Tuesday, November 24, 2009

Innocence Lost

By Gaetane Borders

In the news this week was the story of an adorable 5-year-old girl named Shaniya Davis. The whole world was, seemingly, glued to the news networks because it had been reported that Shaniya had been abducted.

There was hope that she was still alive because a surveillance photo of her being carried by a man into a hotel elevator was released. The man in the video was 29-year-old Mario Andrette McNeill.

By now the world knows that, sadly, Shaniya’s body was found in the woods located near Walker Road off of N.C. 87. Her mother, Antoinette Davis was charged with human trafficking, felony child abuse involving prostitution, filing a false police report and interfering with a police investigation. Mario McNeill was arrested on first-degree kidnapping charges. The unthinkable was brought to light! A mother allegedly sold her child for sex. Her baby… How could this happen? Surely it was an isolated incident…right?

Shaniya’s tragic story is disturbing to say the least. Yet, unfortunately, it is not unique nor uncommon. However, it has forced people to acknowledge that this sort of thing does ABSOLUTELY happen. The image of her…helpless, scared, and petite…being carried by McNeill is graphic and visual proof that there are individuals who prey on children of all ages. Despicable, nauseating, infuriating…but a reality of the world in which we live.

The fight to end the issue of the sex labor industry is not a new one. The Innocence Lost National Initiative started in 2003 to address child sex trafficking in the U.S. Recently, the FBI, its local and state law enforcement partners, and the National Center for Missing and Exploited Children (NCMEC) worked together as part of the Innocence Lost National Initiative. The operation included enforcement actions in 36 cities across 30 FBI divisions around the country, and led to the recovery of 52 children who were being victimized through prostitution. Additionally, nearly 700 others, including 60 pimps, were arrested on state and local charges. To date, the 34 Innocence Lost Task Forces and Working Groups have recovered nearly 900 children from the streets. The investigations and subsequent 510 convictions have resulted in lengthy sentences, including multiple 25-years-to-life sentences and the seizure of more than $3.1 million in assets. Yet, this is only the tip of the iceberg. The FBI estimates that well over 100,000 children and young women are sex trafficked every day.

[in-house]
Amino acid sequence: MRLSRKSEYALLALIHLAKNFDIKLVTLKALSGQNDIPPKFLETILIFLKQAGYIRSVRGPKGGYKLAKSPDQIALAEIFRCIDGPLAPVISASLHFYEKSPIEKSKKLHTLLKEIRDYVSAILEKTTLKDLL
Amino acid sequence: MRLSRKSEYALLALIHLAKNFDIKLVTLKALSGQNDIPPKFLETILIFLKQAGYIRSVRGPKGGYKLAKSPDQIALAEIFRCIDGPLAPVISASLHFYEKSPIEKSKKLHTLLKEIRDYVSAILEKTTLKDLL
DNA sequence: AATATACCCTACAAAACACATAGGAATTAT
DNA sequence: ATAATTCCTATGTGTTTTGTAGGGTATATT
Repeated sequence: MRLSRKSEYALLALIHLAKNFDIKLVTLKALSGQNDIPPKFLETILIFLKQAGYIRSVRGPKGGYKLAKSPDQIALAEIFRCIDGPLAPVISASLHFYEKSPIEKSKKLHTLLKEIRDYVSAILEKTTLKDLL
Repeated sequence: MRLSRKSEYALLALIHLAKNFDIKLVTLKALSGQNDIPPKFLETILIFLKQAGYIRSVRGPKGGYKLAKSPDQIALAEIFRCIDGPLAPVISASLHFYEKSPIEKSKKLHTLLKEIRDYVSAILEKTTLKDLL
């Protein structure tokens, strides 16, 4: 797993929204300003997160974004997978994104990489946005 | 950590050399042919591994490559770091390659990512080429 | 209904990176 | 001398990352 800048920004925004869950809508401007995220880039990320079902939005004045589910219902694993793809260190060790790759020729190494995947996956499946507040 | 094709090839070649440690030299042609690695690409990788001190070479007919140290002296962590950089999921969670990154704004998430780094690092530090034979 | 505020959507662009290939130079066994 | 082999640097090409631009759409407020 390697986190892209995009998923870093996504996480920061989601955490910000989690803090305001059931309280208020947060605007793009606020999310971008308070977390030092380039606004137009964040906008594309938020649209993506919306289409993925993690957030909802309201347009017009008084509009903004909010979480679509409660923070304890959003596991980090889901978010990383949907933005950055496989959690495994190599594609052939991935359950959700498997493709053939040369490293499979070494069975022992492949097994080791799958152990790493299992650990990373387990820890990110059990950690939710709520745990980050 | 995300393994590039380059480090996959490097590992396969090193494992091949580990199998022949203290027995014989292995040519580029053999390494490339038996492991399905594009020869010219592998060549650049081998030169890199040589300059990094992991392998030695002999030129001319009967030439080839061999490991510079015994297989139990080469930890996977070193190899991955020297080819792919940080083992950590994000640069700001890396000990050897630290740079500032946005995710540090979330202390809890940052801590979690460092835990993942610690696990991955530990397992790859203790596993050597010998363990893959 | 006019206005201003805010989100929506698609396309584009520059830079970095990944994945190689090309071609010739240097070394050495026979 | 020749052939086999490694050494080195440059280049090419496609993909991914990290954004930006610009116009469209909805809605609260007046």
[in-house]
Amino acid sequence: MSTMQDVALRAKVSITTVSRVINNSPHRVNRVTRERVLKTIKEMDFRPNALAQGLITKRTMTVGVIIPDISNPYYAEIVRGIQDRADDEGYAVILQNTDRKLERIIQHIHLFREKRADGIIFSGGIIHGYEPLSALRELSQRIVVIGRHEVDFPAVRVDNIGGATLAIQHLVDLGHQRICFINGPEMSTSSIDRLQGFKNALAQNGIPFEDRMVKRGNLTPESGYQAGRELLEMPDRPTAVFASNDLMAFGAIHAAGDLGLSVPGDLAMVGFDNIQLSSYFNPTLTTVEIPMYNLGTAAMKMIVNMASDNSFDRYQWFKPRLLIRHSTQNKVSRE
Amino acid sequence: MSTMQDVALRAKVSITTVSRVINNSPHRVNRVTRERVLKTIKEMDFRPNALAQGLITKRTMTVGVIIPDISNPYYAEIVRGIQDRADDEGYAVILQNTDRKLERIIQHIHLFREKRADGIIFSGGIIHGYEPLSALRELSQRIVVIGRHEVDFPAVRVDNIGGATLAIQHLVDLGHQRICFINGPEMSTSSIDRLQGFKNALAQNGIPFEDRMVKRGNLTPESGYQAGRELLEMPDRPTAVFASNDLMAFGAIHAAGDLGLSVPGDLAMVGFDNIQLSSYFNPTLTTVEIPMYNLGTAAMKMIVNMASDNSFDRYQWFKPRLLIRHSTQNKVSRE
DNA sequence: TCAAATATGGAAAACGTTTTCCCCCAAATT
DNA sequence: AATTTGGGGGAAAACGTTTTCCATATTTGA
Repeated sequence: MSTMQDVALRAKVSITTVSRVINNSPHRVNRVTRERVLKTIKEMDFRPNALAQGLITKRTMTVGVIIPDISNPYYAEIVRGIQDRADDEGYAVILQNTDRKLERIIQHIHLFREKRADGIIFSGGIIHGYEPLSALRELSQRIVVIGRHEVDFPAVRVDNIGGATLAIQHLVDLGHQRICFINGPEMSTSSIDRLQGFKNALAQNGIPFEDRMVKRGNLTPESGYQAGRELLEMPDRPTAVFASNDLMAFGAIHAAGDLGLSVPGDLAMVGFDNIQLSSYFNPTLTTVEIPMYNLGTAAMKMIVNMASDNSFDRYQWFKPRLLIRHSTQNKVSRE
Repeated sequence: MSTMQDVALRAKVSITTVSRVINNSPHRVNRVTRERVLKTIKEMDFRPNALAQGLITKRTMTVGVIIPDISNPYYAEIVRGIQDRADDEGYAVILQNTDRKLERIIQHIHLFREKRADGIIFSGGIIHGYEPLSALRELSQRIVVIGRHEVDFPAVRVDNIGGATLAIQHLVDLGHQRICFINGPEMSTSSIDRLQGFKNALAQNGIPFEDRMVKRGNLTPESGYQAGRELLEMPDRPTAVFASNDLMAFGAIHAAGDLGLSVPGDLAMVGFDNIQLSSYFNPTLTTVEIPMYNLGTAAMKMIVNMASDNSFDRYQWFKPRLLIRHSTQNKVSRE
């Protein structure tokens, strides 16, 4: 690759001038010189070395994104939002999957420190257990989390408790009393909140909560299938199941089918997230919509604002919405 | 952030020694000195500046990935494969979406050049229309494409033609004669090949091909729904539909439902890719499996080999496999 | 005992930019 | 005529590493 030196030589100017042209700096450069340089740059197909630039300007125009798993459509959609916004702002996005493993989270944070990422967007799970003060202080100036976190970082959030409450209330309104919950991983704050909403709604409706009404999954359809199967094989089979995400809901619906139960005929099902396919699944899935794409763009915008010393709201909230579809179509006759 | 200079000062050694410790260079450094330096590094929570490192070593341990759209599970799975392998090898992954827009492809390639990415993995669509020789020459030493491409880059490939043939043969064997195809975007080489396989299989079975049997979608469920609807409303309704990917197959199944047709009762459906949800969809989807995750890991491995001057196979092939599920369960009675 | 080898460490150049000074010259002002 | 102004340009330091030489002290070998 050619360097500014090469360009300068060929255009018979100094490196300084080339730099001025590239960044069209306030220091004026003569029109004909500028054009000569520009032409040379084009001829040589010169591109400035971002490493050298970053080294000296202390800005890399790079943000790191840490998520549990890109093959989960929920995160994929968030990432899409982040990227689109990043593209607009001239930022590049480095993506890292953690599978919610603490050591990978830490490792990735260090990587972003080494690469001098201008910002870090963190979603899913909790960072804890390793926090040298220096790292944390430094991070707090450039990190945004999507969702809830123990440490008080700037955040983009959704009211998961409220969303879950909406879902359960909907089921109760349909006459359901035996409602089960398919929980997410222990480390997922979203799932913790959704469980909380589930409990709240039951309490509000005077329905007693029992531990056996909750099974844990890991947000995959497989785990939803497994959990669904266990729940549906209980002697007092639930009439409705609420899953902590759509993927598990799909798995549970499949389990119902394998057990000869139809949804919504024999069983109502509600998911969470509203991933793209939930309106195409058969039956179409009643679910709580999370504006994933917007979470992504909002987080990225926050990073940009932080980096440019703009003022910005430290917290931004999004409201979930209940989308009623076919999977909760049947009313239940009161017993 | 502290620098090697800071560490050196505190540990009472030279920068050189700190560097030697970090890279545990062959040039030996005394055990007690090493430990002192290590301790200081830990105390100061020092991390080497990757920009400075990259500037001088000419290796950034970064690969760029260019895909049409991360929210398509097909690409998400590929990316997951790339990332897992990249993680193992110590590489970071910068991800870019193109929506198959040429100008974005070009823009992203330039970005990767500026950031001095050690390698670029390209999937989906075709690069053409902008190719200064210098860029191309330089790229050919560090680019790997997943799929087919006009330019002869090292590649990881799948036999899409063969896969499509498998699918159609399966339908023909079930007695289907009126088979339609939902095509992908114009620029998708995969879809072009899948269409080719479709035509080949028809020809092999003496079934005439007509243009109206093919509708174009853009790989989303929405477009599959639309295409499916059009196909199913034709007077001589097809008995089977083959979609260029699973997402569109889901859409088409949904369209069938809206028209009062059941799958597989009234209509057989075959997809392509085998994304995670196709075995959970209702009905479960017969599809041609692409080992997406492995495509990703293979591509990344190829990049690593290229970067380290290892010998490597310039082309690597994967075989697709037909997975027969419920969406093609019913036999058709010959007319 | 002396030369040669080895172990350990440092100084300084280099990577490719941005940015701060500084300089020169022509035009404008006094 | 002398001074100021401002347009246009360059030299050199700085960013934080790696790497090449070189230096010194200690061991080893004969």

So now that we have acknowledged that this crime is prevalent…let’s talk about it in more specifics. Who are these heinous individuals that buy and sell children? They are called traffickers, and are defined as those who recruit, transport, receive, and exploit victims, often using force, threats, or other physical and psychological methods of control. Traffickers include a wide range of criminals, including individual pimps, family operations, small businesses, loose-knit decentralized criminal networks, and international organized criminal operations. They are driven by two primary factors: high profits and low risk.